I think we have enough informed commentary now to call out the Budget for what it is.
From Steven Joyce, Richard Prebble and Bryce Wilkinson, all writing in the Herald, they've all seen what most of the rest of us did when it came to the Budget forecasts, they called them heroic, a better word might be fanciful.
From inflation to growth to employment to comparisons with Australia, this country is entering a golden era, it's almost as though Treasury and Grant are on the magic mushrooms.
The housing numbers were backed up last week by Reserve Bank Governor Adrian Orr when he concurred that house price growth is going from 19-20 per cent down to less than 1 and it's staying that way for years.
It's possible this is all part of a plan, if you say something loud enough and often enough, it's possible that those who aren't paying all that much attention believe you.
Grant was on my programme the other day and he told us the economy was cooking with gas.
I pulled him up of course, because the last quarterly number we got was for Q4 of last year and it was minus 1, and the first quarter of this year is out in a week or so, and it's possibly in negative territory, which means we are officially in recession, and a double-dip recession at that. And even if it's above zero, it will barely scrape above the line, and that will be because of our spending, the numbers for which came in a week back ... and they were higher than expected.
But, either way, there is no gas and there is no cooking ... it's a con.
What is keeping the economy from sinking like a stone is debt, another forgotten aspect of the increasingly elaborate charade that the Government is trying to distract you with.
The gaps in the economy, of which there are many, are being filled by Adrian Orr and his printer at the Reserve Bank.
Tens of billions of dollars are pumped in, and flushing the system with a problem that will take lifetimes to pay back.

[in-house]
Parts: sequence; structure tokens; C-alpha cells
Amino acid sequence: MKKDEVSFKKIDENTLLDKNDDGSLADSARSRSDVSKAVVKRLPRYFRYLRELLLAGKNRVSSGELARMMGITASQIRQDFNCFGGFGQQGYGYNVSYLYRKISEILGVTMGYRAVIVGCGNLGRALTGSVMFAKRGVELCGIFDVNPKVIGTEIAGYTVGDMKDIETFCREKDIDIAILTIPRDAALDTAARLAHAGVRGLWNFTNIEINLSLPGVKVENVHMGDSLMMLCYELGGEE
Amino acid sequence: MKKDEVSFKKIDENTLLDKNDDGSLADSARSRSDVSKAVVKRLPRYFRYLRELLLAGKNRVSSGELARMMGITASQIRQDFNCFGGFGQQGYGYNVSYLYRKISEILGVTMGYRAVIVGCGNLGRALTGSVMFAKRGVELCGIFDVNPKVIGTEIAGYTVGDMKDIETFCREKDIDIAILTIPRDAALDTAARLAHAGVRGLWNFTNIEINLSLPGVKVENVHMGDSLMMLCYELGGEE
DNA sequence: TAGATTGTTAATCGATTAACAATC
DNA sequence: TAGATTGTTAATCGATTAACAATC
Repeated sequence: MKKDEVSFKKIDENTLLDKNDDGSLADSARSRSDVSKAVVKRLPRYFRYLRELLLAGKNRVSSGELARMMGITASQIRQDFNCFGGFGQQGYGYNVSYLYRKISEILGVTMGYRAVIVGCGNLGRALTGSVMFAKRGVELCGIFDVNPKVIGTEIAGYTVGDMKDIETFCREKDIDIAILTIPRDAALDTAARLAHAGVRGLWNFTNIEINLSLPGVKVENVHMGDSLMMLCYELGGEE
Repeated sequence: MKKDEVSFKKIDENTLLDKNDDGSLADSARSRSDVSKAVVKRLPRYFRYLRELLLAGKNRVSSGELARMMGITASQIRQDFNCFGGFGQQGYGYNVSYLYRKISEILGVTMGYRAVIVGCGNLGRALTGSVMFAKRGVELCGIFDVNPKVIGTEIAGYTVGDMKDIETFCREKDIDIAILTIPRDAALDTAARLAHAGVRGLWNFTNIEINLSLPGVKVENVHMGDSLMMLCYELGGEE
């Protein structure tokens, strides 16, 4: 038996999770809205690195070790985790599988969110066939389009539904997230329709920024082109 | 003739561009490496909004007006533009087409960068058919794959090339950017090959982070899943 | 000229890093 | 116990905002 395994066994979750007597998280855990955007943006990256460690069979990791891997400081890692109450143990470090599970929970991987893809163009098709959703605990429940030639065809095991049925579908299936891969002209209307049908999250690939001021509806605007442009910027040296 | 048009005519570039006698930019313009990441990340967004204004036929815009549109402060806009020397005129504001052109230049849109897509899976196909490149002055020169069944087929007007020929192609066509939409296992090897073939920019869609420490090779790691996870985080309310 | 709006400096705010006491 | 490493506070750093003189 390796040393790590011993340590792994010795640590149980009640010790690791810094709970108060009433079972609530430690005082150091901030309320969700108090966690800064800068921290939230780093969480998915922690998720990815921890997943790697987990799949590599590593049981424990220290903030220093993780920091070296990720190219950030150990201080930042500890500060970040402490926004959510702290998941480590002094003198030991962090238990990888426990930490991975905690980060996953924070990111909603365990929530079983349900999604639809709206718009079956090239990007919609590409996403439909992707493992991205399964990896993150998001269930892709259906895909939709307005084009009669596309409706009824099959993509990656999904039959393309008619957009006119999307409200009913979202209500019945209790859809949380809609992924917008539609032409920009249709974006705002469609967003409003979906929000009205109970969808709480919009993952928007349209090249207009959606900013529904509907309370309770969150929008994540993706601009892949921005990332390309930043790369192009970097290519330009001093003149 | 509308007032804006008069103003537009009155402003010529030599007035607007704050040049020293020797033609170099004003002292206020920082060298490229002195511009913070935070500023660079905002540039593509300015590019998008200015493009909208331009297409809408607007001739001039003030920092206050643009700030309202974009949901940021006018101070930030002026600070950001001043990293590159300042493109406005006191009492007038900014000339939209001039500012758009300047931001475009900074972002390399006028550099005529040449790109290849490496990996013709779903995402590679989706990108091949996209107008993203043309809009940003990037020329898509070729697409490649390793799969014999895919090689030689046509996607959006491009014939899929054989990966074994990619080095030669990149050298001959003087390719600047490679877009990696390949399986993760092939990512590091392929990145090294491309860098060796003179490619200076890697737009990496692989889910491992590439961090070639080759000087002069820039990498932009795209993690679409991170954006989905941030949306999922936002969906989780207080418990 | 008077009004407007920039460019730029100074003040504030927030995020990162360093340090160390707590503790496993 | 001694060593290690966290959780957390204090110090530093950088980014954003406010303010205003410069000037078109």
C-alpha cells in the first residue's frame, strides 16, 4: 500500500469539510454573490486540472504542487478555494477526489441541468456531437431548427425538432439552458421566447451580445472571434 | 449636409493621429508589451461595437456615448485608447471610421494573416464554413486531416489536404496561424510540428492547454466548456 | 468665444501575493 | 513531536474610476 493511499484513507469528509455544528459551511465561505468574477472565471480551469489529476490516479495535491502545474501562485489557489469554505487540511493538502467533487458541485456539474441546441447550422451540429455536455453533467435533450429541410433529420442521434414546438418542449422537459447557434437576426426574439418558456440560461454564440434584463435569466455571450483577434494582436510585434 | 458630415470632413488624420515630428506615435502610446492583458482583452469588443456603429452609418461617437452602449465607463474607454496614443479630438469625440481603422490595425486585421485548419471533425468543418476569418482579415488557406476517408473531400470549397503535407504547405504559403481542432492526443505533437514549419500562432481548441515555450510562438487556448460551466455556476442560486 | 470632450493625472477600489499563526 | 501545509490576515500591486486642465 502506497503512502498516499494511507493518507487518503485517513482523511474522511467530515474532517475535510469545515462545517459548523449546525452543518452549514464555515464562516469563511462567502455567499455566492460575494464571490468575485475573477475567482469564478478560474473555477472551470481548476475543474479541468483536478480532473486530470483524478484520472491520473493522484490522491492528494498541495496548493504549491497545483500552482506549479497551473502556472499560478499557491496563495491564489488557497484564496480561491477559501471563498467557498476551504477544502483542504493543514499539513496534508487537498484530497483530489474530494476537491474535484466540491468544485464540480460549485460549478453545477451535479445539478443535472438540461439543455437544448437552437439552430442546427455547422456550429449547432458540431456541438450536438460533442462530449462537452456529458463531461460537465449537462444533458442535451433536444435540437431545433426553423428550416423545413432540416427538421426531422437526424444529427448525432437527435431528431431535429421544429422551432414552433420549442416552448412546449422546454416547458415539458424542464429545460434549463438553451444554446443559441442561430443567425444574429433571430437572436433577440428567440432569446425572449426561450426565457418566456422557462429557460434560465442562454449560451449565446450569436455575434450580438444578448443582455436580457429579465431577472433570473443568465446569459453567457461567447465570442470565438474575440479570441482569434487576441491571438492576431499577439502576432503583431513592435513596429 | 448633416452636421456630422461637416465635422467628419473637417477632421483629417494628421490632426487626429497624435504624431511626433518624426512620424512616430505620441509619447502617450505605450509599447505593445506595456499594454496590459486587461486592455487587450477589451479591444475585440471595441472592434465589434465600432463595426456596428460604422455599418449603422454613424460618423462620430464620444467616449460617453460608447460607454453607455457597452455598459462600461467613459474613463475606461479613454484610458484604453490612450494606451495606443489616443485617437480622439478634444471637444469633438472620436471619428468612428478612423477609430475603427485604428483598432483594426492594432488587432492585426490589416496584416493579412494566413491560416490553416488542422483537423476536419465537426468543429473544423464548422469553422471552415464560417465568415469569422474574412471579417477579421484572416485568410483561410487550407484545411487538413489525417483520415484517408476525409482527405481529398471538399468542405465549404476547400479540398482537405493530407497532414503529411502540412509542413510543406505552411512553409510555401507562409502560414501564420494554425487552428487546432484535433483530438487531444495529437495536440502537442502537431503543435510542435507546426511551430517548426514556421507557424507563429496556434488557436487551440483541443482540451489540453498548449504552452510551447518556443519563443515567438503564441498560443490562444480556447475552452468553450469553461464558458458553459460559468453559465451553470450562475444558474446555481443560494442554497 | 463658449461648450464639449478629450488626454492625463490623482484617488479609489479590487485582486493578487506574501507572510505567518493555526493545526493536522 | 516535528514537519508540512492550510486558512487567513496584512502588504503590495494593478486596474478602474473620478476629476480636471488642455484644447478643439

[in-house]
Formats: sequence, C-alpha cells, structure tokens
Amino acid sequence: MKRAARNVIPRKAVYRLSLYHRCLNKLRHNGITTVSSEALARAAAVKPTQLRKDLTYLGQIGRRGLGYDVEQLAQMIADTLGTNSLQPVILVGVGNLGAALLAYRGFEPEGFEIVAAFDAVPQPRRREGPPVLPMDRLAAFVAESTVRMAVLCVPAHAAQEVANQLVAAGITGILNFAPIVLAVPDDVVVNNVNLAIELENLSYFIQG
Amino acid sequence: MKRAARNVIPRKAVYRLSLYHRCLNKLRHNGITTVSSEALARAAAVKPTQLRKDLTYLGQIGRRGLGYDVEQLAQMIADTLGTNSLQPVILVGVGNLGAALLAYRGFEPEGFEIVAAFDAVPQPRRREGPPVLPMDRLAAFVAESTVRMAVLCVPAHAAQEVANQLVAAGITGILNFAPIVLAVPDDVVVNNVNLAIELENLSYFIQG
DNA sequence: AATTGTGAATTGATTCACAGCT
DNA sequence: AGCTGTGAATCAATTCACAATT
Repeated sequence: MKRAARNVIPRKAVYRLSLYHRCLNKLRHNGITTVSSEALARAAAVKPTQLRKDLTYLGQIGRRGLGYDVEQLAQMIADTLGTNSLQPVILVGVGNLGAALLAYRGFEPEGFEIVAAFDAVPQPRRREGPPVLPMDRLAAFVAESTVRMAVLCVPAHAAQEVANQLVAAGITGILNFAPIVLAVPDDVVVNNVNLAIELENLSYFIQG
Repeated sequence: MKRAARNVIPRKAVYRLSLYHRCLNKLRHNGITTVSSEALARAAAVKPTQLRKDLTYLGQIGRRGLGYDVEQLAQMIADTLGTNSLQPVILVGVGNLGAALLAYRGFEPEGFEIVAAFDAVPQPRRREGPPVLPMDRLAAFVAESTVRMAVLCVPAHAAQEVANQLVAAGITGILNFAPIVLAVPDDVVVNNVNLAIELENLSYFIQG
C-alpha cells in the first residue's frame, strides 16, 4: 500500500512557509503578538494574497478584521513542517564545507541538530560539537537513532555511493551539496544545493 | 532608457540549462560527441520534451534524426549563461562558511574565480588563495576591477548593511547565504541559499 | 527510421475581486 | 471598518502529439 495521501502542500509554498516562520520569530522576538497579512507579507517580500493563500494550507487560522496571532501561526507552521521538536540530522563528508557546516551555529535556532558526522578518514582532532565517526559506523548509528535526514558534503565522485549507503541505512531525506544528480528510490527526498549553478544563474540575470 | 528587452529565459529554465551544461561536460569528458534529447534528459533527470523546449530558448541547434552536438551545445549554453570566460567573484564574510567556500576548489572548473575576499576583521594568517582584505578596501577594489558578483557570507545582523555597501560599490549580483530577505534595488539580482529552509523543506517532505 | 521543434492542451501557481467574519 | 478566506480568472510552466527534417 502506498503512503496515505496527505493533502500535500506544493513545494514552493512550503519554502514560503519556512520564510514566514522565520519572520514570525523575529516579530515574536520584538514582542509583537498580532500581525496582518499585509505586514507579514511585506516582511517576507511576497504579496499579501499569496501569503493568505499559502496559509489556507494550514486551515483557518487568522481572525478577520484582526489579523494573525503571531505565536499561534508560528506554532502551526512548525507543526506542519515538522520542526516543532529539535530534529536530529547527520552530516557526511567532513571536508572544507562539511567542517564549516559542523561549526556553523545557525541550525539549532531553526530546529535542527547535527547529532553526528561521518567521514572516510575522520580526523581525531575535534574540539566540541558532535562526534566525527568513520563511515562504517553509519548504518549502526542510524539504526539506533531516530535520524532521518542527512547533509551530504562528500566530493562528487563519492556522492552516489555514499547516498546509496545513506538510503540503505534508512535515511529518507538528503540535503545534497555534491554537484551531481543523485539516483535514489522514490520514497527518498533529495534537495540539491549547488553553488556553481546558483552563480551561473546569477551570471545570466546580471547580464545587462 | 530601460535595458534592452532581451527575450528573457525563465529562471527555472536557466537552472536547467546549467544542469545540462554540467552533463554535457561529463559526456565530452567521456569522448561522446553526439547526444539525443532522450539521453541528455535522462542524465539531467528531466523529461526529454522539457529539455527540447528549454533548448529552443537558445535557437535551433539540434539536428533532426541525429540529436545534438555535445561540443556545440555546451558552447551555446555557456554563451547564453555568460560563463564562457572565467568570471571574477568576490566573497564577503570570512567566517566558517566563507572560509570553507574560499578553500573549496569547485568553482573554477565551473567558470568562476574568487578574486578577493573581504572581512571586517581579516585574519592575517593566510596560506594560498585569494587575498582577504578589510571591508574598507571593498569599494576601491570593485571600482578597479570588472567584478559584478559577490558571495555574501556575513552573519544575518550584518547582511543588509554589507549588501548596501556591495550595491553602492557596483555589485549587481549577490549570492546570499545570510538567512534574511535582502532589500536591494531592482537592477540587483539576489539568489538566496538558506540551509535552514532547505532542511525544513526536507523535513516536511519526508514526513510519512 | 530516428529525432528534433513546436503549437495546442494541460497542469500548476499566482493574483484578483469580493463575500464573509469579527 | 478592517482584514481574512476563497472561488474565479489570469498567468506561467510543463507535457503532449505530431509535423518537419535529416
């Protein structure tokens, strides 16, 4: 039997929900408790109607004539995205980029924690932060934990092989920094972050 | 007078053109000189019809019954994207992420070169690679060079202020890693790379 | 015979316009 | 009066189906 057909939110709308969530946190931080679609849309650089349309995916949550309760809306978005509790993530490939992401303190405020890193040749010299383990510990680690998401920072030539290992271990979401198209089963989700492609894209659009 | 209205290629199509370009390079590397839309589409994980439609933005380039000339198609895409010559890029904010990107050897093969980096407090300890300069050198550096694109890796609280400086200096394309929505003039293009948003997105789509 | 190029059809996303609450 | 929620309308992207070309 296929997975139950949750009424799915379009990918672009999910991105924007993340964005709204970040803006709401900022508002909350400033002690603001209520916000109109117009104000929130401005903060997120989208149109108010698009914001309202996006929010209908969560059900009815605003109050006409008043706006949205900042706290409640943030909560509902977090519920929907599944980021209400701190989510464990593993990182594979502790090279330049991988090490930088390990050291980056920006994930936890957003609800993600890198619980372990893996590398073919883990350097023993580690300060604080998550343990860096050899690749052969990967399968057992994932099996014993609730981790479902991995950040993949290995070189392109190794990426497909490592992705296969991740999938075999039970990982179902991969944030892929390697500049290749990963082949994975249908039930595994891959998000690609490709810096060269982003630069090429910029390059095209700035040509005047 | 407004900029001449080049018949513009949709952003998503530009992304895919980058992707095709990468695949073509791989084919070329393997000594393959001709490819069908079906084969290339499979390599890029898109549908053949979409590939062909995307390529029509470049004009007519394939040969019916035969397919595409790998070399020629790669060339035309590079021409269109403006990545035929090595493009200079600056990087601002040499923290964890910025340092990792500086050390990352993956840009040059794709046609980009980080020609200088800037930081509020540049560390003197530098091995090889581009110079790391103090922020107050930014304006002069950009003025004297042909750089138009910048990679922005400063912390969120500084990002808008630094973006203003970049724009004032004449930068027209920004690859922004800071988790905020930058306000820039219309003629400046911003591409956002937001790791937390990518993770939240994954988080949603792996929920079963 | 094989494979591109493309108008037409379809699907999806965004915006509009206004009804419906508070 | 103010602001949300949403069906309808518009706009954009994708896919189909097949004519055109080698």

All of which would be OK, if we were growing as a result of the expenditure.
Investment for growth is one thing, but spending for the sake of a redistribution programme is another.
The borders are closed, job ads are at record levels and the vacancies can't be filled.
Yet at the same time we have stats that show the number of long-term jobless has almost doubled under this government.
The social housing queue has exploded, and even using the Government's own building numbers, they're not coming close to addressing the problem.
The long-term jobless, that's people out of work for 12 months or more, has gone from 65,000 to 115,000.
At the same time they've announced the social contract set up by the previous government in 2013 is to be abandoned, because it's too administratively difficult.
That contract involves expectations like enrolling your child in school and having your child have a doctor, in other words being a half-decent human being and pulling your weight.
The Government has decided it doesn't want to do that anymore, but what it has done in this past Budget is to give these people more money.
So record job ads, no migration to fill those jobs, business unable to hire to fill the gaps and grow their businesses and thus produce much needed growth for the economy, not to mention create a larger tax base to cover the ever increasing expenditure. While at the same time we've never had more people jobless for extended periods, all of whom don't have to actively parent, or get out of bed, or contribute in any way shape or form ... and for that there is just more money in their pocket.
For those of us who go to work each day to fund this socialist con, what part of the aforementioned equation makes any sense at all?
And just how bad does the debt have to get, the lack of growth have to get, the job gaps have to get, before enough people wake up to the charade and call it out? Hopefully before the damage is so great that we've lost the country we once knew and loved, to a bunch of theorists whose view on economic management was discovered in a book in a campus library.